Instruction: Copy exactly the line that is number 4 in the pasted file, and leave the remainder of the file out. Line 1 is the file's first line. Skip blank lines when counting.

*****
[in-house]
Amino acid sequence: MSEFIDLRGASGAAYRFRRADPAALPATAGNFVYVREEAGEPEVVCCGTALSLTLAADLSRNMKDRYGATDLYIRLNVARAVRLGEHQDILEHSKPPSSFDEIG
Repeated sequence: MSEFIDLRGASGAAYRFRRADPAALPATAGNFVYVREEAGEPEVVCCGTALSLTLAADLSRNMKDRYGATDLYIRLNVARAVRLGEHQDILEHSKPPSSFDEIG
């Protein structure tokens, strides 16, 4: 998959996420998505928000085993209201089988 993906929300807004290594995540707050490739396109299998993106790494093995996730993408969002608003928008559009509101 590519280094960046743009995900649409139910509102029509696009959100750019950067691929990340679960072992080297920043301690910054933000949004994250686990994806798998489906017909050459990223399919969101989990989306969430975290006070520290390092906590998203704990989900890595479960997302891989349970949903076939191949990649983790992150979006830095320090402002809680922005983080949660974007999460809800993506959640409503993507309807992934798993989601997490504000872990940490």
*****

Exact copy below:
């Protein structure tokens, strides 16, 4: 998959996420998505928000085993209201089988 993906929300807004290594995540707050490739396109299998993106790494093995996730993408969002608003928008559009509101 590519280094960046743009995900649409139910509102029509696009959100750019950067691929990340679960072992080297920043301690910054933000949004994250686990994806798998489906017909050459990223399919969101989990989306969430975290006070520290390092906590998203704990989900890595479960997302891989349970949903076939191949990649983790992150979006830095320090402002809680922005983080949660974007999460809800993506959640409503993507309807992934798993989601997490504000872990940490």